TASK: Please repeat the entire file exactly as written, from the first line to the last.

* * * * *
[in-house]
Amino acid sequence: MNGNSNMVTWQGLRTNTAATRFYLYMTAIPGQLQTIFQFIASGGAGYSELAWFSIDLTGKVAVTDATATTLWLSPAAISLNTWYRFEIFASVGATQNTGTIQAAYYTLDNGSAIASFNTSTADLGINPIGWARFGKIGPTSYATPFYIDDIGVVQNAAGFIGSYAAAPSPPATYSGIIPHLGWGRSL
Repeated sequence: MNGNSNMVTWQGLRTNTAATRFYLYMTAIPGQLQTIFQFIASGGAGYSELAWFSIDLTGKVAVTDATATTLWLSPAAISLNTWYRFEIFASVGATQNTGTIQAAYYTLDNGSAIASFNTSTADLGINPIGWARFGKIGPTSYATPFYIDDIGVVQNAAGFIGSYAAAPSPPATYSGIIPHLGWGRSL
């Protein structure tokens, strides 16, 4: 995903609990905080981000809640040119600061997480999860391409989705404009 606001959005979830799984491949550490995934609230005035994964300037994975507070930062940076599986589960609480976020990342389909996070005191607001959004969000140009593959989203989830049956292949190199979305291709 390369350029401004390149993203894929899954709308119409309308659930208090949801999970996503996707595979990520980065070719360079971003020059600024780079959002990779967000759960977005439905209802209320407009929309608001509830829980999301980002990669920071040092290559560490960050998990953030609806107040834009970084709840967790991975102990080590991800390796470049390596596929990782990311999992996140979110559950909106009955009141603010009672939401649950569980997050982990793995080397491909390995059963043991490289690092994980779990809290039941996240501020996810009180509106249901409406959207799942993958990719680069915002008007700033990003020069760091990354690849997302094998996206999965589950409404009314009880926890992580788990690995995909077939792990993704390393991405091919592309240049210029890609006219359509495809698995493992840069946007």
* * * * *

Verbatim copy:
[in-house]
Amino acid sequence: MNGNSNMVTWQGLRTNTAATRFYLYMTAIPGQLQTIFQFIASGGAGYSELAWFSIDLTGKVAVTDATATTLWLSPAAISLNTWYRFEIFASVGATQNTGTIQAAYYTLDNGSAIASFNTSTADLGINPIGWARFGKIGPTSYATPFYIDDIGVVQNAAGFIGSYAAAPSPPATYSGIIPHLGWGRSL
Repeated sequence: MNGNSNMVTWQGLRTNTAATRFYLYMTAIPGQLQTIFQFIASGGAGYSELAWFSIDLTGKVAVTDATATTLWLSPAAISLNTWYRFEIFASVGATQNTGTIQAAYYTLDNGSAIASFNTSTADLGINPIGWARFGKIGPTSYATPFYIDDIGVVQNAAGFIGSYAAAPSPPATYSGIIPHLGWGRSL
């Protein structure tokens, strides 16, 4: 995903609990905080981000809640040119600061997480999860391409989705404009 606001959005979830799984491949550490995934609230005035994964300037994975507070930062940076599986589960609480976020990342389909996070005191607001959004969000140009593959989203989830049956292949190199979305291709 390369350029401004390149993203894929899954709308119409309308659930208090949801999970996503996707595979990520980065070719360079971003020059600024780079959002990779967000759960977005439905209802209320407009929309608001509830829980999301980002990669920071040092290559560490960050998990953030609806107040834009970084709840967790991975102990080590991800390796470049390596596929990782990311999992996140979110559950909106009955009141603010009672939401649950569980997050982990793995080397491909390995059963043991490289690092994980779990809290039941996240501020996810009180509106249901409406959207799942993958990719680069915002008007700033990003020069760091990354690849997302094998996206999965589950409404009314009880926890992580788990690995995909077939792990993704390393991405091919592309240049210029890609006219359509495809698995493992840069946007």